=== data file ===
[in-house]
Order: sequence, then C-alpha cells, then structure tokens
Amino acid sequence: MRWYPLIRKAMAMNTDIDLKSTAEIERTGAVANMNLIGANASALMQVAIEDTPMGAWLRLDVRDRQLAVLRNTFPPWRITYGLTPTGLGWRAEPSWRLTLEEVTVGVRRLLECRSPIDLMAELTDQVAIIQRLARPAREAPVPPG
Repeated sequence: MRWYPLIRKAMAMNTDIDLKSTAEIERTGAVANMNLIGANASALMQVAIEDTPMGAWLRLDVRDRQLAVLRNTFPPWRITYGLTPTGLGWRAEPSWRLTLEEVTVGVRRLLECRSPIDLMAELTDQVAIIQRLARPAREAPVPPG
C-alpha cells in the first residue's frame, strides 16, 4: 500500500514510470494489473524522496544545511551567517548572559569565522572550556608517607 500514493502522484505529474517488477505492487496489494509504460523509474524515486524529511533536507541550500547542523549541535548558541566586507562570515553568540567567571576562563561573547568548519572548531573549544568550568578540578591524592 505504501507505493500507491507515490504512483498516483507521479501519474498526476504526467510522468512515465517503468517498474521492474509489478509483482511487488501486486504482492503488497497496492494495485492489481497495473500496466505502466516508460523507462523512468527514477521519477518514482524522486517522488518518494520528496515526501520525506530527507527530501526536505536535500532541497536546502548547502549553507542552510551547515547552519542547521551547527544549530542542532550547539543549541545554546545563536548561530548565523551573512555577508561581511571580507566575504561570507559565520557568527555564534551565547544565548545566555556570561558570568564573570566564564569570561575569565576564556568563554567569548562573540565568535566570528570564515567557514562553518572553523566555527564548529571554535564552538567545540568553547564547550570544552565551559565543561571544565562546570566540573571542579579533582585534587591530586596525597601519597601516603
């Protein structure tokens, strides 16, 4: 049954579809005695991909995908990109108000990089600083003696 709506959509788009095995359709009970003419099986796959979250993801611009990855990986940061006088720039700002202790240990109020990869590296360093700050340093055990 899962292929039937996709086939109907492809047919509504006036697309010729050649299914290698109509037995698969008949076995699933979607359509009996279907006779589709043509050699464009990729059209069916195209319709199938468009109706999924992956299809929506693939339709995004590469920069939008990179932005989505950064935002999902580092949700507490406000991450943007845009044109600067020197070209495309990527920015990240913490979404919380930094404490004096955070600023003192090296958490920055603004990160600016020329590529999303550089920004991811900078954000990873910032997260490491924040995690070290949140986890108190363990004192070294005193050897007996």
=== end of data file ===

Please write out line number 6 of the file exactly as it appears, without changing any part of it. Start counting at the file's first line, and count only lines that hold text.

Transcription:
């Protein structure tokens, strides 16, 4: 049954579809005695991909995908990109108000990089600083003696 709506959509788009095995359709009970003419099986796959979250993801611009990855990986940061006088720039700002202790240990109020990869590296360093700050340093055990 899962292929039937996709086939109907492809047919509504006036697309010729050649299914290698109509037995698969008949076995699933979607359509009996279907006779589709043509050699464009990729059209069916195209319709199938468009109706999924992956299809929506693939339709995004590469920069939008990179932005989505950064935002999902580092949700507490406000991450943007845009044109600067020197070209495309990527920015990240913490979404919380930094404490004096955070600023003192090296958490920055603004990160600016020329590529999303550089920004991811900078954000990873910032997260490491924040995690070290949140986890108190363990004192070294005193050897007996």